DECORATIVE TEXTURE ON METAL SURFACES©

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After metal ingots, sheet stock, wire and tubular stock are fabricated into serve-ware by artisan or mass-production factories, a range of artisan or mass-production techniques can be applied to decorate or embellish the metal surfaces.  Most of these techniques are probably familiar to you.

Engraving:
Engraving tools displace slivers of metal from the surface of serve-ware

to create designs, monograms, dates, endearments, awards , etc.

• Hand engraving demands skilled craftsmanship.

• Machine engraving has become standard  because of a shortage of skilled engravers, but for me—machine engraving looks too perfect. Although engraving machines are guided by hand, they cannot replicate the fluidity and nuances of hand engraving —which has become very costly.

Designs that simulate engraving are commonly die-stamped on metal surfaces of waiters and trays to prevent inevitable scratches from showing. 

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Chasing:

Chasing resembles engraving— but does not displace metal.
Chased designs are made by hand-tapping sharp tools to ‘indent’ metal surfaces.The ‘look’ of chasing can be mass-produced by die-stamping.

Etching:

Etched designs are hand-painted onto metal with acid— which bites into the metal —leaving a frosted design. Stencils are used for duplication. 

Hand Hammering:

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A round-nose ball-peen hammer is used to tap controlled indentations on metal surfaces. The look of hand-hammering can be mass-produced by die-stamping. 

Repouseé:

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The design on this champagne bottle coaster is repouseé—a technique that creates a three-dimensional surface in metal. ‘Relief’ designs are pushed ‘out’ from the back of the metal —and refined by working on the front. Repouseé is mass-produced by die-stamping or casting.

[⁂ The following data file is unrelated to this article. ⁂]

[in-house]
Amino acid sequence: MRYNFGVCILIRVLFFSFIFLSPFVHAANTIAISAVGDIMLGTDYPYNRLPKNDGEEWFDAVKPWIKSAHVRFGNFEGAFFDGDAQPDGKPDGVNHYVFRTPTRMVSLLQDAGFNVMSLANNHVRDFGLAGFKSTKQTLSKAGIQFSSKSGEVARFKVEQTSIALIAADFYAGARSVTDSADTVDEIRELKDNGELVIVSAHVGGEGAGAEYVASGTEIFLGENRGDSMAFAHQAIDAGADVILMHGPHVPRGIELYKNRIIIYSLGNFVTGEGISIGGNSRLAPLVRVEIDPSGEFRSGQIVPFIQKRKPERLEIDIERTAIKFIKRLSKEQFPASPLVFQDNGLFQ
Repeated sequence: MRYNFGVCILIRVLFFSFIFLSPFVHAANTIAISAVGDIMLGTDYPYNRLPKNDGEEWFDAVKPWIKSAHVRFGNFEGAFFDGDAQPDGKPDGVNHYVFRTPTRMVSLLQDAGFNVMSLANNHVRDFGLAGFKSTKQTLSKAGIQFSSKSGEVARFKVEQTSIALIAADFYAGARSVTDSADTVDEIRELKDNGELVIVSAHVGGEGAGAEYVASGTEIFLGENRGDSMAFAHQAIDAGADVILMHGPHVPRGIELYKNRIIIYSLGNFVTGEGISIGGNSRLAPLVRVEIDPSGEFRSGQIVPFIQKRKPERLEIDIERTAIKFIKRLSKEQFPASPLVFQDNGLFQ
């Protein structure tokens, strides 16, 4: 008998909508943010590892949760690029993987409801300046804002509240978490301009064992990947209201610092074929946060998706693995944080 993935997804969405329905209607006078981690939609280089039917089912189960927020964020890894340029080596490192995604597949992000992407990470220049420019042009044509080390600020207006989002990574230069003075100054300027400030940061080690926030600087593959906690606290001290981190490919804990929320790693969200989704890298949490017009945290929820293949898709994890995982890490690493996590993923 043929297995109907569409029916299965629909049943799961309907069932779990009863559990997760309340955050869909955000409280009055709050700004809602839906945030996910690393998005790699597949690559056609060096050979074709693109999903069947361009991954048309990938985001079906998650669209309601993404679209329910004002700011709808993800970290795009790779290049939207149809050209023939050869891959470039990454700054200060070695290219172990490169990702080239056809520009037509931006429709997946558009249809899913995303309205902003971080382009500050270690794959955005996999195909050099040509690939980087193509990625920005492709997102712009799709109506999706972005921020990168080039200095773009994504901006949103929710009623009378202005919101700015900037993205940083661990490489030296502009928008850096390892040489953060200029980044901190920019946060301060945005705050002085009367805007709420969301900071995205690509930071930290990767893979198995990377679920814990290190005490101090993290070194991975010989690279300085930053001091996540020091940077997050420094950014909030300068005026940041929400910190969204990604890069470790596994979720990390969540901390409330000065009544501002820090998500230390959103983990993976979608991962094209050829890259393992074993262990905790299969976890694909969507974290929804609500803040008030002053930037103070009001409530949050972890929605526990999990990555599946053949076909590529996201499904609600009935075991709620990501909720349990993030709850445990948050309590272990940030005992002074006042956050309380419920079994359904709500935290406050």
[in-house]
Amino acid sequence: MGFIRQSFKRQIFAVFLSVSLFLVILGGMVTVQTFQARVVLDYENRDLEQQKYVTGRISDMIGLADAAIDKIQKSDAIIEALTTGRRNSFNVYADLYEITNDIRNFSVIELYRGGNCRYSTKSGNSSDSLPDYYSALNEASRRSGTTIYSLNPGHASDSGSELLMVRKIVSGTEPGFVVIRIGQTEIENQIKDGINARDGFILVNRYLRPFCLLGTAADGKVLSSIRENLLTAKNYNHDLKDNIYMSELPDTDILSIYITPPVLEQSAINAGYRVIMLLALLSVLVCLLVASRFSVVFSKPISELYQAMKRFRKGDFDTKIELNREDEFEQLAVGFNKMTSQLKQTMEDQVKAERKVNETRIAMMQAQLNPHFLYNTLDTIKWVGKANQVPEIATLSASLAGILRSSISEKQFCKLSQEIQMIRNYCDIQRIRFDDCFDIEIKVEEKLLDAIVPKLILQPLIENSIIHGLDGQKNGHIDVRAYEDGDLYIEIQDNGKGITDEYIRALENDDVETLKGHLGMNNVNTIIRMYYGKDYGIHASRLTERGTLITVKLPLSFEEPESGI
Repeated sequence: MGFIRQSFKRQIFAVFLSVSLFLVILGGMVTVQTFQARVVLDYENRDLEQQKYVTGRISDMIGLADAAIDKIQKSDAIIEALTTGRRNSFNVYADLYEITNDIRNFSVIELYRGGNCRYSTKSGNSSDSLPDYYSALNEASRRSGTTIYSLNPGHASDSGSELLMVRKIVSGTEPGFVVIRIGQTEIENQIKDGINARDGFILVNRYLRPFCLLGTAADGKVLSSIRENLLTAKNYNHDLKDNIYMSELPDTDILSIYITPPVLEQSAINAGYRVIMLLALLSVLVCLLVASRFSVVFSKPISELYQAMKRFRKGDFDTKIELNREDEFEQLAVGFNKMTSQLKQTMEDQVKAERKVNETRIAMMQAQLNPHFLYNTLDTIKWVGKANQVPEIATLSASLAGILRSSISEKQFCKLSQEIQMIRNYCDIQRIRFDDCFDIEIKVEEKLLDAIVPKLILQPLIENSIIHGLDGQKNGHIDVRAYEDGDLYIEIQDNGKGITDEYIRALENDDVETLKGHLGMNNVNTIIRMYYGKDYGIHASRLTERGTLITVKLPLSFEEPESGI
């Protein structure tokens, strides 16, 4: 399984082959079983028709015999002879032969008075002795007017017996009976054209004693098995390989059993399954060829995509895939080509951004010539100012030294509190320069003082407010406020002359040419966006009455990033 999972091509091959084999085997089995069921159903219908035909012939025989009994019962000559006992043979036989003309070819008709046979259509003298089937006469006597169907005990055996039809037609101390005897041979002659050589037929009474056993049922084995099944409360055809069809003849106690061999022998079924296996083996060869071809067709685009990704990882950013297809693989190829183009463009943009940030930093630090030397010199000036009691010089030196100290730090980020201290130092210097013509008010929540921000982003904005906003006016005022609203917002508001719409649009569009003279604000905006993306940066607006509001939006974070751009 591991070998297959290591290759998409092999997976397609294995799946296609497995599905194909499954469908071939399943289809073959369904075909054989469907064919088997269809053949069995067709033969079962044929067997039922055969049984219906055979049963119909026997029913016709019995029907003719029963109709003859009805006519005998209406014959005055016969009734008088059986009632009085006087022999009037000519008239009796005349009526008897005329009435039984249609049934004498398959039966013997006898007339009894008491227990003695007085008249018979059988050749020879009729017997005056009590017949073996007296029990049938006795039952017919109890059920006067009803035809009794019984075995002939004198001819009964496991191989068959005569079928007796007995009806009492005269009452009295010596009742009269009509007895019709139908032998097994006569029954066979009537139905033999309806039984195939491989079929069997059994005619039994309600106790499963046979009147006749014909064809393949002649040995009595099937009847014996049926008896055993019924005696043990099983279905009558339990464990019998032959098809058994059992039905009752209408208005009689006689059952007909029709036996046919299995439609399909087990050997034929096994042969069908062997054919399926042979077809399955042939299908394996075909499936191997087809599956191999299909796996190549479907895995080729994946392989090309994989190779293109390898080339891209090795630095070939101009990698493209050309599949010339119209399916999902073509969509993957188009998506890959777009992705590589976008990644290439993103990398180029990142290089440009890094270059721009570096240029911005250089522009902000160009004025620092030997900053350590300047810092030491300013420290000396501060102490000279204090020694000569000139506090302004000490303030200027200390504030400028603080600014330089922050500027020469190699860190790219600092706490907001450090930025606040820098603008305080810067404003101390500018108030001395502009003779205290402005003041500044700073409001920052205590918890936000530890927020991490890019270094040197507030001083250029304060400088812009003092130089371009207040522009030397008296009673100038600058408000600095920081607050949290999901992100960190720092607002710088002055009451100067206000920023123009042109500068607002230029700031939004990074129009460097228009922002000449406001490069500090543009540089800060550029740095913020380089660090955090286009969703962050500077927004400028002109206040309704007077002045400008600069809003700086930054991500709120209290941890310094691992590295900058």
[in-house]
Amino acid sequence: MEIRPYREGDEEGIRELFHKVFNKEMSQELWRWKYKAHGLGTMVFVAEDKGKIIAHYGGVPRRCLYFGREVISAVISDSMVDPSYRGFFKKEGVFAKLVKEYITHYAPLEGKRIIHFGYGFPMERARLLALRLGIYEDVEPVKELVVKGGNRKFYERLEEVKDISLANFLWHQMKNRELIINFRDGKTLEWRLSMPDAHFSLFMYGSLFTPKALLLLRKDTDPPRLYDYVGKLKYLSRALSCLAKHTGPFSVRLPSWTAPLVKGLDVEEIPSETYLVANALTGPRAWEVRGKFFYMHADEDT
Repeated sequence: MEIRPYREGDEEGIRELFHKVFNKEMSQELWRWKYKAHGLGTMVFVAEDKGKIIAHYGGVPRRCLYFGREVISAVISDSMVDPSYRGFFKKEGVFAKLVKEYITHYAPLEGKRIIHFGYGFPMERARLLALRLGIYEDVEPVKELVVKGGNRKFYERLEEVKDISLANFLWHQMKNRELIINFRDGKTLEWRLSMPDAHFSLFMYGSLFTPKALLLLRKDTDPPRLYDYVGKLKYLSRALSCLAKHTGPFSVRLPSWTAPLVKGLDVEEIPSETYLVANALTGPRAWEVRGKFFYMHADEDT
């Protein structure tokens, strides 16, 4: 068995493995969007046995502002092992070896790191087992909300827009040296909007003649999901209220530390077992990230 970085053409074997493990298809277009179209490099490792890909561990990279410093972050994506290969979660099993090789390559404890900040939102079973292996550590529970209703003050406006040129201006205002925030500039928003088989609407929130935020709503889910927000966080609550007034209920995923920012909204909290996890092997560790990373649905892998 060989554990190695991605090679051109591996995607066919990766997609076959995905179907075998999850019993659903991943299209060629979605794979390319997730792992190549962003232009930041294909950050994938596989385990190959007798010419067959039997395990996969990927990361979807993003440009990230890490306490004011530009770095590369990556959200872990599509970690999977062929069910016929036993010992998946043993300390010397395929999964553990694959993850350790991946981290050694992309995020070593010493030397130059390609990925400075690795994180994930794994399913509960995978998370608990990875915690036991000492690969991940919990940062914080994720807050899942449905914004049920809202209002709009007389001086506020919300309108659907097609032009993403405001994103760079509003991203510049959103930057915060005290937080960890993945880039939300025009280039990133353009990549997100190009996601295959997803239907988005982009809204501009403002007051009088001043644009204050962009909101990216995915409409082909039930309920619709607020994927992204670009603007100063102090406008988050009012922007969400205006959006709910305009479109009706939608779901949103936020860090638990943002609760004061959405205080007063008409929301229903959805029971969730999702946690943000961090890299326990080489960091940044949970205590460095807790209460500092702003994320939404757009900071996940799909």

Engine turning:

Engine turning is an engraving technique using a special machine. A skilled crafts-person guides  a power-driven tool with one hand while guiding a second power-driven tool in a different direction with their other hand. The result is a fine-grained, repetitive (usually geometric)  pattern on metal.


Filigree/ Piercing:

Filigree is an open, lacy design made by manipulating wire by hand or machine.   The lacy design can remain open— or it can be soldered to a metal backing.

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Piercing is also open and lacy.  It differs from filigree because the designs are created by cutting-out shapes of metal from a flat sheet of metal.

Granulation:

Minute round granules of metal are applied to a flat surface of metal — as a design or all-over texture.  Granulation is unique because both granules and base metal are heated together almost to their melting point— and pulled from the heat — as soon as the granules adhere to the flat surface —without solder.

Enameling:

Transparent, translucent or opaque glass is ground to a very fine powder, applied to metal and melted — without melting the base metal.  After man learned to make glass, the art of enameling on metal flourished in many cultures.

 FINISHING TOUCHES:

Oxidation:
Oxidation is a chemical ‘tarnish’ used to darken silver in order to exaggerate and enhance ‘relief’ designs.  The darkened color remains in the lower recesses of the design and polished off all raised surfaces to create highlights.

Polishing:
Most metal products can be polished to varying degrees of luster —from a soft butler finish, achieved with special abrasives to look as if they have been polished for years ‘by the butler’ or to a bright, mirror-like finish—and many stages of luster in between.

The polishing and plating departments of every metal factory I visited were busy and so clean,  they looked like four-star kitchens !

 Pat Breen: EYEWITNESS TO QUALITY

MY NEXT POST: WHICH SERVE-WARE SHOULD YOU CHOOSE?